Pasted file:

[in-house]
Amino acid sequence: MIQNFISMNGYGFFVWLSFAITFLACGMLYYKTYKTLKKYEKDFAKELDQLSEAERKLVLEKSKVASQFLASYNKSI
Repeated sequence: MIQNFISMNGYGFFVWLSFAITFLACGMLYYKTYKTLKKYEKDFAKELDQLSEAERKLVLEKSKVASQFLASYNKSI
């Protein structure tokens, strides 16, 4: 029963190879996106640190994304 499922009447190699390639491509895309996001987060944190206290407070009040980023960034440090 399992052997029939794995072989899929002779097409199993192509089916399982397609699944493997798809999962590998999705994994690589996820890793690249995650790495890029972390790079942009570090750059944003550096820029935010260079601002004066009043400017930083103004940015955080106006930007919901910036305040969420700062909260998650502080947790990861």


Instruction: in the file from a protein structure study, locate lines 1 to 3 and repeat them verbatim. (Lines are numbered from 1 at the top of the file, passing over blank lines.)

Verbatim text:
[in-house]
Amino acid sequence: MIQNFISMNGYGFFVWLSFAITFLACGMLYYKTYKTLKKYEKDFAKELDQLSEAERKLVLEKSKVASQFLASYNKSI
Repeated sequence: MIQNFISMNGYGFFVWLSFAITFLACGMLYYKTYKTLKKYEKDFAKELDQLSEAERKLVLEKSKVASQFLASYNKSI